On Nov. 11, 1973, Louis Marshall “Grandpa” Jones drove 30 minutes north of Nashville to a small cabin. Jones intended to pick up his friend and Grand Ole Opry legend Dave “Stringbean” Akeman for a hunting trip in Virginia.
But what he found shattered Nashville’s sense of security and, in a way, forever shut the door on a unique way of American life.
Stringbean’s Humble Roots
Dave “Stringbean” Akeman grew up poor on the family farm in Annville, Kentucky. And if that already sounds cliché, just wait. He fashioned his first banjo at age 7 from a shoebox and borrowed thread. Music ran in the family, and so his family encouraged his music.
At age 12, he traded in a pair of prize chickens for a real banjo, eventually gigging around town. Of course, during the Great Depression, no kid made enough money playing music. So, Stringbean worked for the New Deal-era Civilization Conservation Corps, which was responsible for building roads and planting trees.
But Akeman’s passion and talent eventually landed him in a talent show judged by Asa Martin. Martin was so impressed by Akeman’s young talent that he invited him to play some shows with his band. It was there he earned his iconic nickname, mostly thanks to a forgetful band leader.
Stumbling over Akeman’s real name, the band leader called out for “Stringbean,” a comical nod to Akeman’s lanky, 6′ 5″ frame. Akeman loved it, and Stringbean stuck for the rest of his life.
Interestingly enough, Strinbgean’s biggest musical break came by way of semi-pro baseball — a favorite career path of several country stars of the time. Bluegrass giant Bill Monroe owned a rival baseball club. After seeing Stringbean sling fastballs on the diamond, Monroe inquired about the pitcher — only to eventually find he was a musician.
So Akeman honed his chops with Monroe from 1943 to 1945 until eventually parting ways. Monroe would eventually hire a young Earl Scruggs, who revolutionized the instrument Stringbean had such classic reverence for.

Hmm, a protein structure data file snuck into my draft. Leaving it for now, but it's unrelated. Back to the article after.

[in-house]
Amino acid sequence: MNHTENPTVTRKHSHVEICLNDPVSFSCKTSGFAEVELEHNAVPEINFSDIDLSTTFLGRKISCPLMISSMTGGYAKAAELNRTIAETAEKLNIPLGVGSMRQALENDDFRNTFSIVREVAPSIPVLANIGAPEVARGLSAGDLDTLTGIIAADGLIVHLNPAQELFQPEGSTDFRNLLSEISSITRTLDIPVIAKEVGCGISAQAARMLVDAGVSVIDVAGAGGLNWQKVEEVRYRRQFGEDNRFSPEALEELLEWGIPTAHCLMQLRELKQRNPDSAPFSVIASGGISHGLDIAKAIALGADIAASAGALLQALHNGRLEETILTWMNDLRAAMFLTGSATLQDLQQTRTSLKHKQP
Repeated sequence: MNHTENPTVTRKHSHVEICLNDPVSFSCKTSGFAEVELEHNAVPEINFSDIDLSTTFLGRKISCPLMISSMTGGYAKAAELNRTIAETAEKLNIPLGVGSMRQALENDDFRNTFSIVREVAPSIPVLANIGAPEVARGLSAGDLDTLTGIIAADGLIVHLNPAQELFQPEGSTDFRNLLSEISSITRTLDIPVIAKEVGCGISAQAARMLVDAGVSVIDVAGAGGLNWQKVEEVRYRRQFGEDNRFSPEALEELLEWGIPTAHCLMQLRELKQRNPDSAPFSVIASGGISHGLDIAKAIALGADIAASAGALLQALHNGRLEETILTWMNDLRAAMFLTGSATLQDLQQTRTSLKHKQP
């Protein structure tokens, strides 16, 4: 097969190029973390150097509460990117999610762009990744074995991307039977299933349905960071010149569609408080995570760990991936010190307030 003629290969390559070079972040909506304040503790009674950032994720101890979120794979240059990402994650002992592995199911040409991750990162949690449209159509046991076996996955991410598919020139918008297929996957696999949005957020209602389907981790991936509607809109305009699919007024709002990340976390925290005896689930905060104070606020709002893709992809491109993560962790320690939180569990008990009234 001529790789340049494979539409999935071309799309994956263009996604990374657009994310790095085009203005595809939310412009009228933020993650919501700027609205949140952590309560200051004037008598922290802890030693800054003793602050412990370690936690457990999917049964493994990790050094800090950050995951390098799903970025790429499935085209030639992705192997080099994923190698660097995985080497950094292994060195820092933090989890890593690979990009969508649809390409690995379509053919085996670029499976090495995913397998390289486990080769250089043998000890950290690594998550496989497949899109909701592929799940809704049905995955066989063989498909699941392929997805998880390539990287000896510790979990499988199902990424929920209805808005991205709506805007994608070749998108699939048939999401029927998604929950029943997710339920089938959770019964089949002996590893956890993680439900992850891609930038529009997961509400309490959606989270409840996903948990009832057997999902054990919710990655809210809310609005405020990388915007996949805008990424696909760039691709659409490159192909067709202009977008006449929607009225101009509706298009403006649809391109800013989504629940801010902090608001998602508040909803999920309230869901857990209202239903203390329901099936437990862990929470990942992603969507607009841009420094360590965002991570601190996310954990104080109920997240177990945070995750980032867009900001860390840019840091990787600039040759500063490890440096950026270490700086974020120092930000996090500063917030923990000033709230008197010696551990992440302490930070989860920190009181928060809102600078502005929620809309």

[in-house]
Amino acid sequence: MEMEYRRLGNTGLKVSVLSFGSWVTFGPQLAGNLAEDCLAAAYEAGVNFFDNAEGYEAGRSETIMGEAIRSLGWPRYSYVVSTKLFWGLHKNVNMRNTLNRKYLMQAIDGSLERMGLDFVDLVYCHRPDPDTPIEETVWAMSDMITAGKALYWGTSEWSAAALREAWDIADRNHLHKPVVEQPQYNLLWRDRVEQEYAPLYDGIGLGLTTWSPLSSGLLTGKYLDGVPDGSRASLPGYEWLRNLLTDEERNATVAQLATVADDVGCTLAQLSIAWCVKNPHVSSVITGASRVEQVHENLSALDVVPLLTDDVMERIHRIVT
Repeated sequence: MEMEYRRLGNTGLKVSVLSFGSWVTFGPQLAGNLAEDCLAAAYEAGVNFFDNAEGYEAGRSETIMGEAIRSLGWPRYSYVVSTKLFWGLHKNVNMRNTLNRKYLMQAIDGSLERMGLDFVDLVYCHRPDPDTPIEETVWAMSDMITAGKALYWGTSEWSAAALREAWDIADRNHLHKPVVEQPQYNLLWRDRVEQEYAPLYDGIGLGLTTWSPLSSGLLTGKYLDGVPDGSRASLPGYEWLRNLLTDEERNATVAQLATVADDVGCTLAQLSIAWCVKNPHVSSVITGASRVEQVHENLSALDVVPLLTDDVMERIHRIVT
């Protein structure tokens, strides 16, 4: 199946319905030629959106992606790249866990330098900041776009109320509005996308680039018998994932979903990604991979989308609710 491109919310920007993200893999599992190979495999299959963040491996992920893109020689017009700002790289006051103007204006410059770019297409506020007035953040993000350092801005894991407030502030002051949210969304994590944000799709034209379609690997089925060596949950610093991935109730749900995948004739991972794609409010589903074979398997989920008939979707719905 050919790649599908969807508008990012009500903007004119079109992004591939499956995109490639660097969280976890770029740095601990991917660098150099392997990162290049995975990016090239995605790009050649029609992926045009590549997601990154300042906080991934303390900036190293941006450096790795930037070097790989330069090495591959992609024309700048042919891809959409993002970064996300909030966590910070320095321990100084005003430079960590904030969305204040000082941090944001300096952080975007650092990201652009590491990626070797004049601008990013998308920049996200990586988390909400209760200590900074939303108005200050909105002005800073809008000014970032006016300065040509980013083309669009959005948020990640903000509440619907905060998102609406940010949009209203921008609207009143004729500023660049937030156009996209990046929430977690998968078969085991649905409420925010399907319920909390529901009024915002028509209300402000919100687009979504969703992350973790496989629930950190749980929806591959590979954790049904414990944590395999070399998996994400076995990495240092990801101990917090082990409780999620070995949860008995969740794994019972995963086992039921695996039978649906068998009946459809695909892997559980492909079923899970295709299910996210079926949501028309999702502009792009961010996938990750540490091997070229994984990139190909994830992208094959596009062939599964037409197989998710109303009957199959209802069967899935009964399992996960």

A Modest Opry Star
During his time with Monroe, Akeman fell into a comedy gig, thanks to the absence of another performer. He joined with Willie Egbert Westbrook to form String Beans and Cousin Wilbur, a comedy act that performed during the mid-show break in Monroe’s set.
Stringbean eventually worked on his comedy craft to revive the “banjo comedians” of old. (Sure, in a way you could say Steve Martin and Ed Helms are continuing that same tradition). He eventually dressed in his signature outfit, a look said was inspired by one of his heroes and fellow banjo player, Slim Miller.
Stringbean tucked an extra long shirt into a particularly small pair of pants. Pants so small, he had to borrow them from his tiny physical antithesis, Little Jimmy Dickens. He fastened them around the knees and created a look that was so simply dumb yet so sublimely funny.
Stringbean formed a strong bond with arguable the first Opry superstar, “Uncle” Dave Macon. Both Stringbean and Macon felt a strong connection to old-time clawhammer banjo and a certain rural, simple way of life.
Macon brought Stringbean into the Opry and took him under his wing. When Macon passed away in 1952, Stringbean was the obvious choice to take his spot. From there, his legend grew. Though he wouldn’t record his own solo material until a decade later, Stringbean played with and recorded for countless country stars.
In 1969, Akeman’s star grew brighter as a recurring cast member on the now-infamous show Hee Haw. He often reprised his role as the beloved Scarecrow character and as a country bumpkin in a “Letters From Home” skit.
An Old Habit Breeds A Terrible Consequence
Akeman had officially made a storied career essentially out of two prize chickens. But despite his success, he was still a simple man. Along with his bride Estelle Stanfill, Akeman lived in a rural cottage away from the hustle and bustle of Nashville, Tennessee.